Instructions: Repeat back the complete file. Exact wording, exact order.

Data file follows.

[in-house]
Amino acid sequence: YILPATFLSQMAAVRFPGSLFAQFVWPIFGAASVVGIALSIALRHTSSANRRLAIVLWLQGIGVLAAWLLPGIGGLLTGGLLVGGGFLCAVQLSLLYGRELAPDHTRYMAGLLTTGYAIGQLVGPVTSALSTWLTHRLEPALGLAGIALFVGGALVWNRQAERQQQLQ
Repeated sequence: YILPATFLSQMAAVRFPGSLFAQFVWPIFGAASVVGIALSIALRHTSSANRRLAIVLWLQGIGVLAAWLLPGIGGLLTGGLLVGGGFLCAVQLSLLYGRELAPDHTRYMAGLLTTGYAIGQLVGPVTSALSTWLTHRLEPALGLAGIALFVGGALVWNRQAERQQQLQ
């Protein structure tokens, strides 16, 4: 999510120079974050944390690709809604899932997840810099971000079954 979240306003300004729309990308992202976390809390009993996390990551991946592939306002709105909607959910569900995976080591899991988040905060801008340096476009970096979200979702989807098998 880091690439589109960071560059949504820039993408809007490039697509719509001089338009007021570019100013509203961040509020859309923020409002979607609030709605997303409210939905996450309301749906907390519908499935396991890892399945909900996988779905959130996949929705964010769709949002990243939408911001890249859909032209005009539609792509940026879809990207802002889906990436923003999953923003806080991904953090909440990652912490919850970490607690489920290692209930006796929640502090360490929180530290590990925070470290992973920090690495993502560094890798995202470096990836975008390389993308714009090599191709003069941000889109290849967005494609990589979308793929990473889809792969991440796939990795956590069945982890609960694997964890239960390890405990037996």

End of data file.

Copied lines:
[in-house]
Amino acid sequence: YILPATFLSQMAAVRFPGSLFAQFVWPIFGAASVVGIALSIALRHTSSANRRLAIVLWLQGIGVLAAWLLPGIGGLLTGGLLVGGGFLCAVQLSLLYGRELAPDHTRYMAGLLTTGYAIGQLVGPVTSALSTWLTHRLEPALGLAGIALFVGGALVWNRQAERQQQLQ
Repeated sequence: YILPATFLSQMAAVRFPGSLFAQFVWPIFGAASVVGIALSIALRHTSSANRRLAIVLWLQGIGVLAAWLLPGIGGLLTGGLLVGGGFLCAVQLSLLYGRELAPDHTRYMAGLLTTGYAIGQLVGPVTSALSTWLTHRLEPALGLAGIALFVGGALVWNRQAERQQQLQ
């Protein structure tokens, strides 16, 4: 999510120079974050944390690709809604899932997840810099971000079954 979240306003300004729309990308992202976390809390009993996390990551991946592939306002709105909607959910569900995976080591899991988040905060801008340096476009970096979200979702989807098998 880091690439589109960071560059949504820039993408809007490039697509719509001089338009007021570019100013509203961040509020859309923020409002979607609030709605997303409210939905996450309301749906907390519908499935396991890892399945909900996988779905959130996949929705964010769709949002990243939408911001890249859909032209005009539609792509940026879809990207802002889906990436923003999953923003806080991904953090909440990652912490919850970490607690489920290692209930006796929640502090360490929180530290590990925070470290992973920090690495993502560094890798995202470096990836975008390389993308714009090599191709003069941000889109290849967005494609990589979308793929990473889809792969991440796939990795956590069945982890609960694997964890239960390890405990037996």